Even though the report did not contain secrets, the inspector general said, Mr. Gates demanded the inquiry because it violated rules on documents labeled "for official use only."
The IG questioned 96 of 101 officials who had access to the report and concluded that the source could not be identified. Five White House officials, likely sources for the leak, refused to be interviewed.
The report provided an inside look at how officials from the military services, public affairs offices and other Pentagon offices tried to gain access to the restricted document on lifting the ban on acknowledged gays.
In response to mounting requests to see one of the 57 copies, Robert Rangel, Mr. Gates' special assistant, sent a memo that stated:
"SecDef directs the following: No additional copies provided. If the Services want to grow the number of officials with access, they need to use [non-disclosure agreements] for all involved [and] submit for [SecDef] approval a list of additional officials (beyond the 9) with a brief rationale why."
The report quotes from numerous emails from The Post reporters about their sources for the article. The report was published Nov. 10 under the headline "Sources: Pentagon Group Finds There is Minimal Risk to Lifting Gay Ban During War," by Ed O'Keefe and Greg Jaffe.
After publication, the IG said Douglas Wilson, assistant defense secretary for public affairs, told officials, "I think we do need to address the fact that this has been leaked. We need to do this without implicitly indicating that the leaker's information is either right or wrong."
Pentagon spokesman Geoff Morrell is quoted in the report as attempting to spin or mislead one of the reporters, telling him "you are being taken for a ride to some degree here because this [draft report] is far more nuanced and complex a study than you have reduced it to in your story this morning."
The IG report concluded that "evidence otherwise accessible to us was insufficient to identify the Washington Post's unnamed sources." It noted that because the report was shared with several people outside the Pentagon, "we could not exclude the possibility that persons outside [the Department of Defense] provided information to the Washington Post."
Elaine Donnelly, president of the Center for Military Readiness, the group that obtained the IG report, said the investigation "strongly suggests that the so-called Pentagon 'study' of gays in the military in 2010 was a publicly funded, prescripted production put on just for show."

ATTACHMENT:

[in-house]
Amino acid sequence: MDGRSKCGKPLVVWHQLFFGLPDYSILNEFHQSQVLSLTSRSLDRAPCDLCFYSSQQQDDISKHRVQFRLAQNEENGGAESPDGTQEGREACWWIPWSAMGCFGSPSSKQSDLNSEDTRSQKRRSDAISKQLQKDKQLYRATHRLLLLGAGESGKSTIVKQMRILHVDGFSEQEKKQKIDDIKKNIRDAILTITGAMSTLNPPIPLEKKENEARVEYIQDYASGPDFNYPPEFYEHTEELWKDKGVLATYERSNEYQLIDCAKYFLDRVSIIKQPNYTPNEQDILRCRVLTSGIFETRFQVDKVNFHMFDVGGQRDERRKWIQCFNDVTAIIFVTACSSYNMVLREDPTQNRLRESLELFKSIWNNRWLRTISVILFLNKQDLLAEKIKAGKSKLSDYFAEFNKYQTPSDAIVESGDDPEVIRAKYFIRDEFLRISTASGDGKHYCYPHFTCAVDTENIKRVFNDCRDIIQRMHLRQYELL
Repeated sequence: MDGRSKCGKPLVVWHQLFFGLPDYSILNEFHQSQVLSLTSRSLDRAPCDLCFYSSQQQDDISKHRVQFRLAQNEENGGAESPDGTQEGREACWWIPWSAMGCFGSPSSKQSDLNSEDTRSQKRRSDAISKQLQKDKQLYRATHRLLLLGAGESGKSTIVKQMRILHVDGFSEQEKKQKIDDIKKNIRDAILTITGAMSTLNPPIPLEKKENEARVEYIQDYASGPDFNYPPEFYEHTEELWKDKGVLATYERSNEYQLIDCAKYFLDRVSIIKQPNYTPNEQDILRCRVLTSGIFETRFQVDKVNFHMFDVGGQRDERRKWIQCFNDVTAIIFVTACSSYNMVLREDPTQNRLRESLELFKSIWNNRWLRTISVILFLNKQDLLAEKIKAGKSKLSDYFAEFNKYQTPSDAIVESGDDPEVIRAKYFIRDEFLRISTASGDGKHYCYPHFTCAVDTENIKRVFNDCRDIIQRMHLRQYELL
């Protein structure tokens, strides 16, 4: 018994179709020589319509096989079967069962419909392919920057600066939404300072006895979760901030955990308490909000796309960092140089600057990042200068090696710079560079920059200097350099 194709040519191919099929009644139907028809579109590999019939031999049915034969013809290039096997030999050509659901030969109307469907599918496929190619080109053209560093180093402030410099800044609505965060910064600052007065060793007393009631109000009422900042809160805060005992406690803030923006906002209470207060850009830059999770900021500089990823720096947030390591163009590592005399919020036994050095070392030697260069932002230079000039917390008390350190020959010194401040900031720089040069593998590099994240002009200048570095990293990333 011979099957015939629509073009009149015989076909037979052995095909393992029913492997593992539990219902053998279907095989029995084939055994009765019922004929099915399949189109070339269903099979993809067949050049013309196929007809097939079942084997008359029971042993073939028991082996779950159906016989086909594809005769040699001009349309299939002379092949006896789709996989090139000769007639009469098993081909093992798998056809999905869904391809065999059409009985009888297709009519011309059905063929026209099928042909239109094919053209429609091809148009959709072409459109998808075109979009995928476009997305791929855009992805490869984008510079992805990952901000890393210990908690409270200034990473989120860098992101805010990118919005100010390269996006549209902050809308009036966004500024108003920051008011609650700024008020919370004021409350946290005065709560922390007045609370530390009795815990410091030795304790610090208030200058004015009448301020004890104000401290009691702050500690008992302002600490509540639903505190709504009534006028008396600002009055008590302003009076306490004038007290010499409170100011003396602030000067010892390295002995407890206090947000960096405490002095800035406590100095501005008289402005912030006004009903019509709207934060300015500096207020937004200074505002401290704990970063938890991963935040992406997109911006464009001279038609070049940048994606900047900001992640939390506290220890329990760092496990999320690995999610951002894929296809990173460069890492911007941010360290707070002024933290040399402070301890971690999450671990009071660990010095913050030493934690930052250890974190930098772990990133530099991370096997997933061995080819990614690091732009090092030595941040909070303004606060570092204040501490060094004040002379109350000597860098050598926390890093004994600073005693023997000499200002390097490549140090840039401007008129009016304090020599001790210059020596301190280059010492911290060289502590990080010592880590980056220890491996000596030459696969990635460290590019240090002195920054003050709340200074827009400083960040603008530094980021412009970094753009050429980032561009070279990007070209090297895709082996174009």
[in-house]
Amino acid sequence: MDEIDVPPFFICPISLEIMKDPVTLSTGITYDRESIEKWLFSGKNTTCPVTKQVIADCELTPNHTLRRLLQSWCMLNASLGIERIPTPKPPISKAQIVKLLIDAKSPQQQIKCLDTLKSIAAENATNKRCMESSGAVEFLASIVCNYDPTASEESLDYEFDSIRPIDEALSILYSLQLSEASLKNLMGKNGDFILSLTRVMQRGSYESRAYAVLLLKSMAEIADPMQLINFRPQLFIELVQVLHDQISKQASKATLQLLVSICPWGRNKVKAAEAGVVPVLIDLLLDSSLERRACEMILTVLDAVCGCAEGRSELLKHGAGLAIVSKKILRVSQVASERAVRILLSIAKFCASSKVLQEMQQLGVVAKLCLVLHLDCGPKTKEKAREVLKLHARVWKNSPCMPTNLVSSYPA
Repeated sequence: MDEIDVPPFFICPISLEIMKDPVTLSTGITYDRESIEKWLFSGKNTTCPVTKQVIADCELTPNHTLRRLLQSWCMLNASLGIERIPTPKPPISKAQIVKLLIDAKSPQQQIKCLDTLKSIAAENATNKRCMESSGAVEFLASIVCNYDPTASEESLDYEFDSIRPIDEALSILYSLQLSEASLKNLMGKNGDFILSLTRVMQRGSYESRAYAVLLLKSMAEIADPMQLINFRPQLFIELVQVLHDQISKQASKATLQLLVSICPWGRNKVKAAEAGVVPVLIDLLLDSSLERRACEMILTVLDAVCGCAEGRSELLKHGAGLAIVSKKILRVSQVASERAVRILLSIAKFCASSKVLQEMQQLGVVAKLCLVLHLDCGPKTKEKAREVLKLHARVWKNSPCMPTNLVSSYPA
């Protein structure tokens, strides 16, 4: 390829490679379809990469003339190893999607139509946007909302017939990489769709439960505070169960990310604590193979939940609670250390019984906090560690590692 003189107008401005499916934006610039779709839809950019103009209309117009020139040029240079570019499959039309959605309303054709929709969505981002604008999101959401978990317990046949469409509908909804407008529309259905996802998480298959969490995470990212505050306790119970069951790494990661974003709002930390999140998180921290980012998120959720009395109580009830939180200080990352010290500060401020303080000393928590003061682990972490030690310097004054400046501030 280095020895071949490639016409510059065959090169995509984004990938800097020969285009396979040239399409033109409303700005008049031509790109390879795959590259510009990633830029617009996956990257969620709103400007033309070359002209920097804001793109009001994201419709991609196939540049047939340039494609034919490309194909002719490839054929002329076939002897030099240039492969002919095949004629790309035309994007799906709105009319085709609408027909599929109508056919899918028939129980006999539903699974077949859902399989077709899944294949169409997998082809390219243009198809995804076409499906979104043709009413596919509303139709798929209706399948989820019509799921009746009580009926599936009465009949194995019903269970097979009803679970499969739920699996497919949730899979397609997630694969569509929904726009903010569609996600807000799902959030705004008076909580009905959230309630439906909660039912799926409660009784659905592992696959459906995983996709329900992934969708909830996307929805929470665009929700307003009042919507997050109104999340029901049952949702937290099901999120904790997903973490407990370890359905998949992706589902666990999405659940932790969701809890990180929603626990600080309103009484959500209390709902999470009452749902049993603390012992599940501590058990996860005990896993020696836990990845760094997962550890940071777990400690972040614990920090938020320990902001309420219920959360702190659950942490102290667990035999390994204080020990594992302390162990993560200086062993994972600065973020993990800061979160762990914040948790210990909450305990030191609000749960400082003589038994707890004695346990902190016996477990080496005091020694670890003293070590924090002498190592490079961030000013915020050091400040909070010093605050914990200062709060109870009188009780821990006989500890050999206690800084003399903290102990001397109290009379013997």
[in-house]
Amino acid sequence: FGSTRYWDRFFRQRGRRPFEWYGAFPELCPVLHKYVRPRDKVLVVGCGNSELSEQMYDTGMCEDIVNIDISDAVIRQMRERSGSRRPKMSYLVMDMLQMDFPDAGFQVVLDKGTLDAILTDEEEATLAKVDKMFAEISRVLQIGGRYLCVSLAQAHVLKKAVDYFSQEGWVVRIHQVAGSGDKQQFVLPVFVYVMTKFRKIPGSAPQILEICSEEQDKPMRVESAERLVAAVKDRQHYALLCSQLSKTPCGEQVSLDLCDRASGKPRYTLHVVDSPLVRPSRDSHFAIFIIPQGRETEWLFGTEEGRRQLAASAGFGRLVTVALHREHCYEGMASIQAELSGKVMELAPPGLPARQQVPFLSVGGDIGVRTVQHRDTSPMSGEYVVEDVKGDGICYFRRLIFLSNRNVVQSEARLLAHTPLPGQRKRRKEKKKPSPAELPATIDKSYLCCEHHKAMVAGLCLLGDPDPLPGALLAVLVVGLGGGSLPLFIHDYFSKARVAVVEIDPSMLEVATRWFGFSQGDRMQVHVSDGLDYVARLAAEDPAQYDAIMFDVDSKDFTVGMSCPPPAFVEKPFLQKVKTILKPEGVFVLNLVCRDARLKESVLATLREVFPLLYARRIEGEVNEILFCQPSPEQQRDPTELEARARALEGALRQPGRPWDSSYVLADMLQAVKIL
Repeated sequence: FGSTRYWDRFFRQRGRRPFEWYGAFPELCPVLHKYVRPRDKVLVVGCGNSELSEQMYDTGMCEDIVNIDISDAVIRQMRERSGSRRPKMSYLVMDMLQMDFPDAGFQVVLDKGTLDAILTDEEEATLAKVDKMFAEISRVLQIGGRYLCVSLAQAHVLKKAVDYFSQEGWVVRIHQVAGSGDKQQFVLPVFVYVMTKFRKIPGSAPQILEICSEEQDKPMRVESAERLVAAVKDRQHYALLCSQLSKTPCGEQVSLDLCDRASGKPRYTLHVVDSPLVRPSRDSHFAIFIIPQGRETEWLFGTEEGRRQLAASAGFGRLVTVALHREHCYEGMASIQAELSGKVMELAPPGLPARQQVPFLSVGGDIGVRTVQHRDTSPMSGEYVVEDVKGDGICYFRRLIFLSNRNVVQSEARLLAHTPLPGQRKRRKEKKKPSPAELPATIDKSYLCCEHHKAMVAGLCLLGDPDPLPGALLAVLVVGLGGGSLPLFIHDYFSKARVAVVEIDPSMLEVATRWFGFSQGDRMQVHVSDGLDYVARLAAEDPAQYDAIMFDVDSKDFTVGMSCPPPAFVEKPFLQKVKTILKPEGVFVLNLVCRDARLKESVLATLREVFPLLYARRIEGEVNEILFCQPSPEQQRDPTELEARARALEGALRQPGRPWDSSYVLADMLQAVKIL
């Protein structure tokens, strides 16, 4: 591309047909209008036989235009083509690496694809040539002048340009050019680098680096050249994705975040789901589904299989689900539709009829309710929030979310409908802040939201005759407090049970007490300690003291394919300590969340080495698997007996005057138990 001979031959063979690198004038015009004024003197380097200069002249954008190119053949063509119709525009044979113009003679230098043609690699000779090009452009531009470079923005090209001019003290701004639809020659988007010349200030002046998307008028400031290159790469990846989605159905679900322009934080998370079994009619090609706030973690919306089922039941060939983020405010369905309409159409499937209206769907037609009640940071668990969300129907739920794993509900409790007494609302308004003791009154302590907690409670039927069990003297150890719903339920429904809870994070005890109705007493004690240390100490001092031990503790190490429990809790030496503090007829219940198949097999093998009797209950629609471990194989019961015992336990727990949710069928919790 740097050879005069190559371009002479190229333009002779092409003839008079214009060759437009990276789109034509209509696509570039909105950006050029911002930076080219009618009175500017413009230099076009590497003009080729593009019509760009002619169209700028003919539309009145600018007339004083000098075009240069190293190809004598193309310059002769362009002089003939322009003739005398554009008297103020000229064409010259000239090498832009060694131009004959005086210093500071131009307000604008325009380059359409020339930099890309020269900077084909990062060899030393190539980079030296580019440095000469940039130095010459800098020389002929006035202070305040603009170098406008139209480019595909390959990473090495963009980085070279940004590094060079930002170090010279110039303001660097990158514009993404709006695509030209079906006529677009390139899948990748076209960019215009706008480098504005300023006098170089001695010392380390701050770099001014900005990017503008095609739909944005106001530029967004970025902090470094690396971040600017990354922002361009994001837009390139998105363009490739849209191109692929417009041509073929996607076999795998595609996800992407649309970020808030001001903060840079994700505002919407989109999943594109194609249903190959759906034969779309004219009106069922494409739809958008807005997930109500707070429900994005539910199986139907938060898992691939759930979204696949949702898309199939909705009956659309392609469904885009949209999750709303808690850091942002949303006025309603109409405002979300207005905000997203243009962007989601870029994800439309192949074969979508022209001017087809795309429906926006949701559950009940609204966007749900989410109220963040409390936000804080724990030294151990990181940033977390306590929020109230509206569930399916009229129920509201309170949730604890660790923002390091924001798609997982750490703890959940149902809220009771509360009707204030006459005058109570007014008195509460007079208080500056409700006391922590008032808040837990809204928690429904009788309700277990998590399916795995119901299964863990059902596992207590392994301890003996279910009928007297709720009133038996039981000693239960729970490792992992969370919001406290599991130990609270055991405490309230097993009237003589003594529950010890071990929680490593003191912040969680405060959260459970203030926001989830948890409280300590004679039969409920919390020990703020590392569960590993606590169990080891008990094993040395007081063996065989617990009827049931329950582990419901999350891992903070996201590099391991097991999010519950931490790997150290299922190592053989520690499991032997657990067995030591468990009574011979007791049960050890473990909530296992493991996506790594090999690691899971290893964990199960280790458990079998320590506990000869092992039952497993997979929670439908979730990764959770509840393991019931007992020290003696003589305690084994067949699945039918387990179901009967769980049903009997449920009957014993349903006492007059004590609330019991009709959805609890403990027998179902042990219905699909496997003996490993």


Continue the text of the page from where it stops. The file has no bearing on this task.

"The administration misused military personnel, resources and facilities to help President Obama deliver on political promises to gay activists at the expense of unknowing troops who became props in the pro-repeal campaign," she said.
Ms. Donnelly said the IG shows that the Pentagon "effectively skewed perceptions of military opinions even before the official DOD survey of 400,000 troops began."
Defense Secretary Robert M. Gates left the Pentagon last week after putting his mark on two wars, gays in the military and a ballooning defense budget.
The latter two would not appear to make him popular within the Marine Corps. Its top brass opposed repealing the ban on acknowledged gays. On the budget, Mr. Gates terminated the Corps' top priority of a new amphibious fighting vehicle to get Marines from ship to shore.
But former Marine Commandant James T. Conway has nothing but admiration for Mr. Gates. The two served nearly simultaneous four-year stints and worked closely together.
Gen. Conway told special correspondent Rowan Scarborough that he mostly admired Mr. Gates' commitment to troop morale and well-being.
He recalled the 2008 Commandant's Marine Corps Birthday Ball, a gala every year in Washington. The guest of honor pulled out at the last moment. When Gen. Conway next went to Mr. Gates, the defense secretary reminded him on that Saturday that he would be returning from one of his more grueling trips.
"I said, 'Mr. Secretary we need a guest of note," he recalled. He said, 'Jim, I'm coming back from Afghanistan and Iraq, a 10- or 11-day visit on the very day of your event. But,' he said, 'I'll do it.' He was incredible. He came and spoke to us and brought the house down. azThat is one I love him for."